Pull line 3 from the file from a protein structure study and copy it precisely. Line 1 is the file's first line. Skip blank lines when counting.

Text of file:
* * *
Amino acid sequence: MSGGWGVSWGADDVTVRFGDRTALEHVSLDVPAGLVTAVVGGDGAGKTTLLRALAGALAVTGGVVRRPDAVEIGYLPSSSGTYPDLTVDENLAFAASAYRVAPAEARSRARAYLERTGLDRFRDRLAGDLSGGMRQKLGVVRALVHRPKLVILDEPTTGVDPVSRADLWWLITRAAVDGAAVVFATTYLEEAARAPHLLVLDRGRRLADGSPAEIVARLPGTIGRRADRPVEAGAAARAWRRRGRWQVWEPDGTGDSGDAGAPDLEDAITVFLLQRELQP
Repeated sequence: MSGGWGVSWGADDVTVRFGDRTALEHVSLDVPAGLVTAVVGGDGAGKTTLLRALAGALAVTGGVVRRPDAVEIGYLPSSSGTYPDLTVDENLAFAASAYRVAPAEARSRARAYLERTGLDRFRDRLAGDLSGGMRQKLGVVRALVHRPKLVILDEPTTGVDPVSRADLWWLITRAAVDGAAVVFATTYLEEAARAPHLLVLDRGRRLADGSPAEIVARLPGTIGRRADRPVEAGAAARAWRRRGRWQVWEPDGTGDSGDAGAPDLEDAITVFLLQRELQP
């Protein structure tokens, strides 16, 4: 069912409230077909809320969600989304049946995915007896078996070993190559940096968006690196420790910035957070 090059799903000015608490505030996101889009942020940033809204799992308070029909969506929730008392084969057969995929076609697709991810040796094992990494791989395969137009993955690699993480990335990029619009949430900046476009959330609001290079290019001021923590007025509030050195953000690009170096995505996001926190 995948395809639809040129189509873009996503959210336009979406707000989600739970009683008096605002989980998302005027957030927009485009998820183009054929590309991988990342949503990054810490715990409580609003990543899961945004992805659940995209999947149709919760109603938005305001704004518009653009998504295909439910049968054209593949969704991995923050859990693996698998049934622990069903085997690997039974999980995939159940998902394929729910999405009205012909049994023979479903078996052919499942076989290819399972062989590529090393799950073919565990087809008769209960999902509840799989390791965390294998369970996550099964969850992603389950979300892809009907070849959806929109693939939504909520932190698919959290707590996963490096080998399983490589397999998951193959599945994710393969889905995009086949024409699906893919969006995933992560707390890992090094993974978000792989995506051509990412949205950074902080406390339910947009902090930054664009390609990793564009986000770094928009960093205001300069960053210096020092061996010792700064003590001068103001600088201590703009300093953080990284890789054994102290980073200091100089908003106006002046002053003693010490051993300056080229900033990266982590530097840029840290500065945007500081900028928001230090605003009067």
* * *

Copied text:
């Protein structure tokens, strides 16, 4: 069912409230077909809320969600989304049946995915007896078996070993190559940096968006690196420790910035957070 090059799903000015608490505030996101889009942020940033809204799992308070029909969506929730008392084969057969995929076609697709991810040796094992990494791989395969137009993955690699993480990335990029619009949430900046476009959330609001290079290019001021923590007025509030050195953000690009170096995505996001926190 995948395809639809040129189509873009996503959210336009979406707000989600739970009683008096605002989980998302005027957030927009485009998820183009054929590309991988990342949503990054810490715990409580609003990543899961945004992805659940995209999947149709919760109603938005305001704004518009653009998504295909439910049968054209593949969704991995923050859990693996698998049934622990069903085997690997039974999980995939159940998902394929729910999405009205012909049994023979479903078996052919499942076989290819399972062989590529090393799950073919565990087809008769209960999902509840799989390791965390294998369970996550099964969850992603389950979300892809009907070849959806929109693939939504909520932190698919959290707590996963490096080998399983490589397999998951193959599945994710393969889905995009086949024409699906893919969006995933992560707390890992090094993974978000792989995506051509990412949205950074902080406390339910947009902090930054664009390609990793564009986000770094928009960093205001300069960053210096020092061996010792700064003590001068103001600088201590703009300093953080990284890789054994102290980073200091100089908003106006002046002053003693010490051993300056080229900033990266982590530097840029840290500065945007500081900028928001230090605003009067």